One of the biggest paradoxes the survey uncovered was that most people—nearly 44% of the respondents—felt money was the ultimate stumbling block keeping them from a fulfilled life. When asked about the one thing that makes them feel most fulfilled, money was not the number one response for even a single country. So why did people still claim it to be the top barrier?

One way to understand this is to study the top things that do make people fulfilled across the world. This showed a remarkable consensus. Globally most respondents selected “family” as the number one factor of fulfillment except in China, where “health” was considered more crucial to personal fulfillment. Attributes like “spirituality”, “success”, “giving”, “travel”, “community”, “health”, “music” and “adventure” also scored well in different parts of the globe.

Source: Abbot Global Study
Source: Abbot Global Study

It is clear that money can enable us to accomplish many of the things which give us a sense of fulfillment. It enables us to travel more, learn new things and even take better care of our health.

However, it is when we consider the pursuit of money as the primary key to fulfillment and an end in itself that the problems begin. Perhaps this is because we postpone our immediate happiness or ignore the things that give us joy for the sake of some distant financial goal. In India, especially, there is a tendency to prioritise work over family and friends. In the pursuit of wealth, we often avoid social occasions and get-togethers and skip simple acts of companionship like dining with family or wishing friends on important occasions like birthdays or anniversaries. Tellingly, nearly 23% Indian respondents chose “priorities” as the top barrier to fulfillment. This can lead to fatigue or burnout. It can also lead to increased emotional distance from friends and family, and contribute to a general sense of apathy in life. To top that, we may never realise how much money is enough money to do things that will bring us happiness and may continue to chase money at the cost of other joys. While being financially responsible is undeniably a virtue, it should not distract us, at least for long, from other drivers that directly contribute to personal fulfillments.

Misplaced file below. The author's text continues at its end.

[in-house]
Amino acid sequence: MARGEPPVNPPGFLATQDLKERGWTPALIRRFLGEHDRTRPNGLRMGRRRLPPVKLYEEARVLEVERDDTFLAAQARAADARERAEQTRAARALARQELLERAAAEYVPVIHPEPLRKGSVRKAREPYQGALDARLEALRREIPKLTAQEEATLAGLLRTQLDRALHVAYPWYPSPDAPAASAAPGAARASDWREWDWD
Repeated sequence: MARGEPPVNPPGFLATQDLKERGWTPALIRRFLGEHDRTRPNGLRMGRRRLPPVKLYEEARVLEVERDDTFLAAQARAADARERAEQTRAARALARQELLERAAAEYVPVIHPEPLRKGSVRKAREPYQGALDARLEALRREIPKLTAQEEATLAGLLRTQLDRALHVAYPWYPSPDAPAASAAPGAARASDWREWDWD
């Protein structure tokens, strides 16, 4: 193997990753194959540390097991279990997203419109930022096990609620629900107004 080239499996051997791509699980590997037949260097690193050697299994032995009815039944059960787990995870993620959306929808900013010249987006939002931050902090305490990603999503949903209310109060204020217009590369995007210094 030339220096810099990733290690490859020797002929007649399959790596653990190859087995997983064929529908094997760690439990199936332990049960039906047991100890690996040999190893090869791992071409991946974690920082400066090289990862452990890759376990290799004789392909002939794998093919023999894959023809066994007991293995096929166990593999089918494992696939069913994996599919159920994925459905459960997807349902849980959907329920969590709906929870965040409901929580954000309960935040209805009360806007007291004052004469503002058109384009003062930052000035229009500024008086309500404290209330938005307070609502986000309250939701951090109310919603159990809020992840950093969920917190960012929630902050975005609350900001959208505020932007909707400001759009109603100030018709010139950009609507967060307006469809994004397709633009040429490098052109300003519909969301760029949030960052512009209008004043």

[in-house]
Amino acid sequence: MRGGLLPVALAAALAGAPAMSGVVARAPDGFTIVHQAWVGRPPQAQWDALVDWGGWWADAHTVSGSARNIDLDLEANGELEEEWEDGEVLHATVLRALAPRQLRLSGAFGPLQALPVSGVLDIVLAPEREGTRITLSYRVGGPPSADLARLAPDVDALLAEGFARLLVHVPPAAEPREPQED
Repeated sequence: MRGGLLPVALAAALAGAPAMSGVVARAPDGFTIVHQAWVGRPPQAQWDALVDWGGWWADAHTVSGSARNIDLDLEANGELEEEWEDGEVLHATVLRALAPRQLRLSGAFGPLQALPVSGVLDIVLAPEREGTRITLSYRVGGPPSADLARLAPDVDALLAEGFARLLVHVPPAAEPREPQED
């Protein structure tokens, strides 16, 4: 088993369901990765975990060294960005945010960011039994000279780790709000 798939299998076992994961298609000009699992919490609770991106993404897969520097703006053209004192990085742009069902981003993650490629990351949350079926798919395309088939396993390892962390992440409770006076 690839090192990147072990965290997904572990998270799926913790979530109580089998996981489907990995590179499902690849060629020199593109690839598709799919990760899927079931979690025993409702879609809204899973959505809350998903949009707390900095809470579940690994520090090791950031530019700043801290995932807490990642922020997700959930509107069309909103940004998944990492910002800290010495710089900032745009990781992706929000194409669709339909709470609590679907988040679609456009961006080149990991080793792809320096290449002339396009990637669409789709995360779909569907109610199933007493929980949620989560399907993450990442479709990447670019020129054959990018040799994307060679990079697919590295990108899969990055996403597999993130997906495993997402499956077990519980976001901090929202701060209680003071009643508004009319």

Ultimately, happiness is a choice. Many people choose to hold on to the “negative stimuli” in their lives. They choose to focus on the problems they face rather than the positive aspects in their life. Once you choose to be happy and focus on taking decisions that will make you happy rather than just make you money or bring you superficial success, it will become a lot easier to feel fulfilled. Think of happiness as a resource—an asset that needs be grown and cultivated just like your bank balance.


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Source: Abbot Global Study
Source: Abbot Global Study

This article was produced on behalf of Abbott by the Scroll.in marketing team and not by the Scroll.in editorial staff.